I shall now attempt to do something completely essay-ish. I will compare and contrast two area museums that my kids and I have visited over the past few weeks, the Gilcrease Museum and the Philbrook Museum.
First off, let me say that I had never been to Gilcrease before our recent visit. I may have lived in this state since the early '90s, but I'm a slacker. Hence the reason I drag my kids everywhere in an attempt to make them completely familiar and bored with it all by the time they're teenagers.
I do what I can.
I had been to Philbrook twice, once as a visitor and once in a work capacity to interview and photograph a woman whose work was going to be on display there. I couldn't say I remembered much from when I had been before.
Basically, I was a blank slate going in to both places.
For the sake of predictability, let's start with similarities.
1. Both have Native American sections. Not surprising.
2. Both have stunning grounds and gardens that sprawl for ages.
3. Both have restaurants that I haven't set foot into and for which I believe they grow food in their gardens. I can't imagine any other use for tomatoes and peppers and corn and zucchini in a museum garden.
4. Both have a free family day each month (more below).
5. Both have membership programs and audio tours and classes and lectures, and both have very enthusiastic staff to try to get you involved as much as possible (which I really do appreciate because I am one of those people who tend not to SEE as much as I should).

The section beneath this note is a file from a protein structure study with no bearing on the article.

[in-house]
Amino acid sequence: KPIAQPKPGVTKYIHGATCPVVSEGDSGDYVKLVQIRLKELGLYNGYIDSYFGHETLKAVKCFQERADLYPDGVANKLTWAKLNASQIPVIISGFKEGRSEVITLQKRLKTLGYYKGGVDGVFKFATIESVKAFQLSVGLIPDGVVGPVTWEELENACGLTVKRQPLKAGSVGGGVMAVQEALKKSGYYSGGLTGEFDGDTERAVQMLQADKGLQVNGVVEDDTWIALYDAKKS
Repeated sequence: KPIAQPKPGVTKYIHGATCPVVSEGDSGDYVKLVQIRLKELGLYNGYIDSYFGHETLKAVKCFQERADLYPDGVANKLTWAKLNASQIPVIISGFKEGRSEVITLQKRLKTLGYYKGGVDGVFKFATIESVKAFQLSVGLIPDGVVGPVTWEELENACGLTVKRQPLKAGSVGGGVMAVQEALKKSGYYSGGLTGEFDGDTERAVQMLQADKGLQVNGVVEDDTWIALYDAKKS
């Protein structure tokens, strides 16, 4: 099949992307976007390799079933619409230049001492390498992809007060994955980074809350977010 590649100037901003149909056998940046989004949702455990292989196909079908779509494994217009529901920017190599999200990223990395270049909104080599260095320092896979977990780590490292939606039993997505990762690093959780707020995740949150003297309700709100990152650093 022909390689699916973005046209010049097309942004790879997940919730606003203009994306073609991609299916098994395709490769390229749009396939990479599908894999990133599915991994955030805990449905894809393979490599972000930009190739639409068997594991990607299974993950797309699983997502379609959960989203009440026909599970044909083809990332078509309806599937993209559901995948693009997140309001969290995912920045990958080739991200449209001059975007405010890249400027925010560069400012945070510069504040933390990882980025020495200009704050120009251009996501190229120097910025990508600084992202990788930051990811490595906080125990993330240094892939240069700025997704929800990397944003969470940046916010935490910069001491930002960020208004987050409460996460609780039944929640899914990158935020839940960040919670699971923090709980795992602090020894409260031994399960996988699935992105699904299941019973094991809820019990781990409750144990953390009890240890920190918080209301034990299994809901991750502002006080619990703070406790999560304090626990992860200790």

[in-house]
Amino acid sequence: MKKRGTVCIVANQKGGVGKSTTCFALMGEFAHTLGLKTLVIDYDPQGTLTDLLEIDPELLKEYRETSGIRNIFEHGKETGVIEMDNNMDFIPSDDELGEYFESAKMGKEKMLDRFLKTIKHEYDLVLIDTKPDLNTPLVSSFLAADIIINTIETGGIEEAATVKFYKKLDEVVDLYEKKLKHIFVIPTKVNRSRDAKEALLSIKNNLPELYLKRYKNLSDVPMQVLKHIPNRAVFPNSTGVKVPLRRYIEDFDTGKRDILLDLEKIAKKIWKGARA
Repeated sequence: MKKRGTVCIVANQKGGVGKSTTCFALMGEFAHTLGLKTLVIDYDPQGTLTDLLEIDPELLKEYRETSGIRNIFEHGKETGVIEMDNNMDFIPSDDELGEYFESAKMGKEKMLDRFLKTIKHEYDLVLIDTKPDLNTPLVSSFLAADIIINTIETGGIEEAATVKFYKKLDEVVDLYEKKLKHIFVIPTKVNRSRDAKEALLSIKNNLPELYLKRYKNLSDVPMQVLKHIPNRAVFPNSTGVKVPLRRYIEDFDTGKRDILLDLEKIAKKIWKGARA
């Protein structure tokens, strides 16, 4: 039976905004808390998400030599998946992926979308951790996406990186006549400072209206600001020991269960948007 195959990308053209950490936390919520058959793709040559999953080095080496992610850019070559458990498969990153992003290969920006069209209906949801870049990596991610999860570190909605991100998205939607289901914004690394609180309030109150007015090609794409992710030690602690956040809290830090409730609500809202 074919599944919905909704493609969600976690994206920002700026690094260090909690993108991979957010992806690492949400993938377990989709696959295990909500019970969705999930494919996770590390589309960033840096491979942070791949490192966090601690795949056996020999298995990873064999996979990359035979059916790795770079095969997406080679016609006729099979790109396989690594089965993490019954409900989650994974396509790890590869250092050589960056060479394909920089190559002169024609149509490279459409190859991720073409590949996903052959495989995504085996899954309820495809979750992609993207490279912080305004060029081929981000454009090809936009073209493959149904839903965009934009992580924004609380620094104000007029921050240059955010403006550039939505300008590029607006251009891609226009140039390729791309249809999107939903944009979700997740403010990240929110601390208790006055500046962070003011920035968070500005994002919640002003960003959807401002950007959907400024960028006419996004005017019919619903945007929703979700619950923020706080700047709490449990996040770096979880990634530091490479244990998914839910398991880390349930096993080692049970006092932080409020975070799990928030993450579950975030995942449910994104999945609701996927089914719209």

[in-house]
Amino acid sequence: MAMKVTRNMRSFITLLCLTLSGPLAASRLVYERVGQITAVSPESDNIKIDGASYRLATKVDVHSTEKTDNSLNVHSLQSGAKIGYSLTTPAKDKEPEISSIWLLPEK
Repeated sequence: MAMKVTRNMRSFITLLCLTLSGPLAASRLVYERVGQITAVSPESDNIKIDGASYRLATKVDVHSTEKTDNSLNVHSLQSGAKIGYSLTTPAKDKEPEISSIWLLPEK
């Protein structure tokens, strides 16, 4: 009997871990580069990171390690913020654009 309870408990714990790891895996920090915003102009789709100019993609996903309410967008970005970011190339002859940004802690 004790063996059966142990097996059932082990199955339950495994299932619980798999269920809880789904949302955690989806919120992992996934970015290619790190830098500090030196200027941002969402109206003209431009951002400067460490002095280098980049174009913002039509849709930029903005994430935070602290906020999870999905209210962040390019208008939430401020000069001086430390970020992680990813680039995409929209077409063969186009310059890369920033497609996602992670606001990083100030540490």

6. Both have individual memberships for $50 and dual/family memberships (two adults admitted - children 18 and under are free at both museums) for $65.
7. Both offer things for children to DO while they are visiting the museum. I elaborate extensively on this below as there are also differences here.
8. Both are about the same amount of drive time away from my house. While this may seem irrelevant, let me just say that many things in this city are on the opposite side of town and I dislike driving more than 15 minutes to anything if I can avoid it. There is a homebody in me somewhere. I'm just never home long enough to find it.
I'm sure there are more similarities between the two museums, but this is all I can think of right now.
The differences, as always, require a bit more explanation than the similarities, but there aren't as many.
1. The outlook of each museum on the experience for kids (which is more important to me than just about anything else) is different. Both of them offer sketch pads, pencils, and erasers in their kits. Both of them offer scavenger hunt cards or booklets for the kids to find certain museum items. Finally, both places offer these things for free. That's where the similarity ends.
Gilcrease has backpacks in little cubbies near their front desk. These backpacks have different names on them such as "Animal Tracks" or "Textures in Art." I forget the exact names, but those are probably pretty close. You check out the backpacks to your kids, and inside, along with the items already mentioned, are some worksheets to take home, some texture panels (the little plastic boards you put behind papers to add a background), booklets on different art techniques or information about art in general, and maybe a hands-on item (such as a piece of buffalo fur). I believe they also have crayons or colored pencils in their packs as well, if I remember correctly. Even if I'm wrong, these backpacks are well and truly stocked for the kids. The catch? You return them when you're done and only take home the pages your child has drawn and the workbook pages that can be done at home.
Philbrook's art kits don't have as much in them - only the paper, pencil, eraser, and scavenger card - but the kids get to take them home. Then, each month the kids come back, they get another art item (crayons, colored pencils, clay, etc.) and a new scavenger card. The idea here is to get you to purchase a membership so you'll come back often and maybe attend some classes and bring the boxes.